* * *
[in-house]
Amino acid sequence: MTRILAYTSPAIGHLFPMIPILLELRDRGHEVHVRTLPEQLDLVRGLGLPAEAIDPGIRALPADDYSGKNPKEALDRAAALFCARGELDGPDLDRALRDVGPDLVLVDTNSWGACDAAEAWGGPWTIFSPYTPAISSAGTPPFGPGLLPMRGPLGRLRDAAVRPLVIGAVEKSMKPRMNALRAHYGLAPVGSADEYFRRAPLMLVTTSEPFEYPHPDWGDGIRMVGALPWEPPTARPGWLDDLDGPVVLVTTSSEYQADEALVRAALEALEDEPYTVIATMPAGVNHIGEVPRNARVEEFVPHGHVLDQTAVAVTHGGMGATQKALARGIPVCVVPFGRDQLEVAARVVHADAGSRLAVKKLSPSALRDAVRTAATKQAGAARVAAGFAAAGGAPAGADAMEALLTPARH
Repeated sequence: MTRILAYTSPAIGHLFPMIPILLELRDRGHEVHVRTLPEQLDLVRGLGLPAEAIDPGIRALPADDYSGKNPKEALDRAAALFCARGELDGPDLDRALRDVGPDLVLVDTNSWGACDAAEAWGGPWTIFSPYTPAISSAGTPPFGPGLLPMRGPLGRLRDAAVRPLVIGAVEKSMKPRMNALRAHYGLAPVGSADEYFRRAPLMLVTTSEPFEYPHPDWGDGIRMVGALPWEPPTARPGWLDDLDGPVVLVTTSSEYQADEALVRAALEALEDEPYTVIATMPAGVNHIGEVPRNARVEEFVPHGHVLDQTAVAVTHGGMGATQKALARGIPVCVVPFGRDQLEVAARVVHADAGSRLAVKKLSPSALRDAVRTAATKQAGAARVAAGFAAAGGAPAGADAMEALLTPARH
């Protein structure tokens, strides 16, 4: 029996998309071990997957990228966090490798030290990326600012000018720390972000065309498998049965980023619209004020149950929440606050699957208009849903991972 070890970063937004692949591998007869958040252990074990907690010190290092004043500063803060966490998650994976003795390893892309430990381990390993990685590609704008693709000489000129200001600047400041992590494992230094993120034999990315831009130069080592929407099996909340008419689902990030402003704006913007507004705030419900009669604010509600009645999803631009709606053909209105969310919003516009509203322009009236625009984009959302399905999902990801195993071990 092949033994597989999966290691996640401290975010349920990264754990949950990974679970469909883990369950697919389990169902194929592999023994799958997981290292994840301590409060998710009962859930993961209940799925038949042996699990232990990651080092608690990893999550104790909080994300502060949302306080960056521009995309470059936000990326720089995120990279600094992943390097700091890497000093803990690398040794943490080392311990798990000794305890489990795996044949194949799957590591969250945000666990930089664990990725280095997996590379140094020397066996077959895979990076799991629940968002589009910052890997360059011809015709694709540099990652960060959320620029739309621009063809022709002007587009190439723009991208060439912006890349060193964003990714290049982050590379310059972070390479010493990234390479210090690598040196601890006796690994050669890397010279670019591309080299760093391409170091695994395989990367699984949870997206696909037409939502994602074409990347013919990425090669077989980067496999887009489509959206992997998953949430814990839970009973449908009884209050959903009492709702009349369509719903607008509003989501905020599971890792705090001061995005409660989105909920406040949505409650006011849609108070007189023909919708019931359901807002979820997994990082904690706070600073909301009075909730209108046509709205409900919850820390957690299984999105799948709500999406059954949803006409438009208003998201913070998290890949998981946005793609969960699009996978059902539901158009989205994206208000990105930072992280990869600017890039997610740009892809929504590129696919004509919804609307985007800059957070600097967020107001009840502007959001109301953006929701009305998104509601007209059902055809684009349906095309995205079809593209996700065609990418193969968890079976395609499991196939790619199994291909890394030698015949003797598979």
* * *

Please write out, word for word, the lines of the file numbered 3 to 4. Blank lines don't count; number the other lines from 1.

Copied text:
Repeated sequence: MTRILAYTSPAIGHLFPMIPILLELRDRGHEVHVRTLPEQLDLVRGLGLPAEAIDPGIRALPADDYSGKNPKEALDRAAALFCARGELDGPDLDRALRDVGPDLVLVDTNSWGACDAAEAWGGPWTIFSPYTPAISSAGTPPFGPGLLPMRGPLGRLRDAAVRPLVIGAVEKSMKPRMNALRAHYGLAPVGSADEYFRRAPLMLVTTSEPFEYPHPDWGDGIRMVGALPWEPPTARPGWLDDLDGPVVLVTTSSEYQADEALVRAALEALEDEPYTVIATMPAGVNHIGEVPRNARVEEFVPHGHVLDQTAVAVTHGGMGATQKALARGIPVCVVPFGRDQLEVAARVVHADAGSRLAVKKLSPSALRDAVRTAATKQAGAARVAAGFAAAGGAPAGADAMEALLTPARH
């Protein structure tokens, strides 16, 4: 029996998309071990997957990228966090490798030290990326600012000018720390972000065309498998049965980023619209004020149950929440606050699957208009849903991972 070890970063937004692949591998007869958040252990074990907690010190290092004043500063803060966490998650994976003795390893892309430990381990390993990685590609704008693709000489000129200001600047400041992590494992230094993120034999990315831009130069080592929407099996909340008419689902990030402003704006913007507004705030419900009669604010509600009645999803631009709606053909209105969310919003516009509203322009009236625009984009959302399905999902990801195993071990 092949033994597989999966290691996640401290975010349920990264754990949950990974679970469909883990369950697919389990169902194929592999023994799958997981290292994840301590409060998710009962859930993961209940799925038949042996699990232990990651080092608690990893999550104790909080994300502060949302306080960056521009995309470059936000990326720089995120990279600094992943390097700091890497000093803990690398040794943490080392311990798990000794305890489990795996044949194949799957590591969250945000666990930089664990990725280095997996590379140094020397066996077959895979990076799991629940968002589009910052890997360059011809015709694709540099990652960060959320620029739309621009063809022709002007587009190439723009991208060439912006890349060193964003990714290049982050590379310059972070390479010493990234390479210090690598040196601890006796690994050669890397010279670019591309080299760093391409170091695994395989990367699984949870997206696909037409939502994602074409990347013919990425090669077989980067496999887009489509959206992997998953949430814990839970009973449908009884209050959903009492709702009349369509719903607008509003989501905020599971890792705090001061995005409660989105909920406040949505409650006011849609108070007189023909919708019931359901807002979820997994990082904690706070600073909301009075909730209108046509709205409900919850820390957690299984999105799948709500999406059954949803006409438009208003998201913070998290890949998981946005793609969960699009996978059902539901158009989205994206208000990105930072992280990869600017890039997610740009892809929504590129696919004509919804609307985007800059957070600097967020107001009840502007959001109301953006929701009305998104509601007209059902055809684009349906095309995205079809593209996700065609990418193969968890079976395609499991196939790619199994291909890394030698015949003797598979």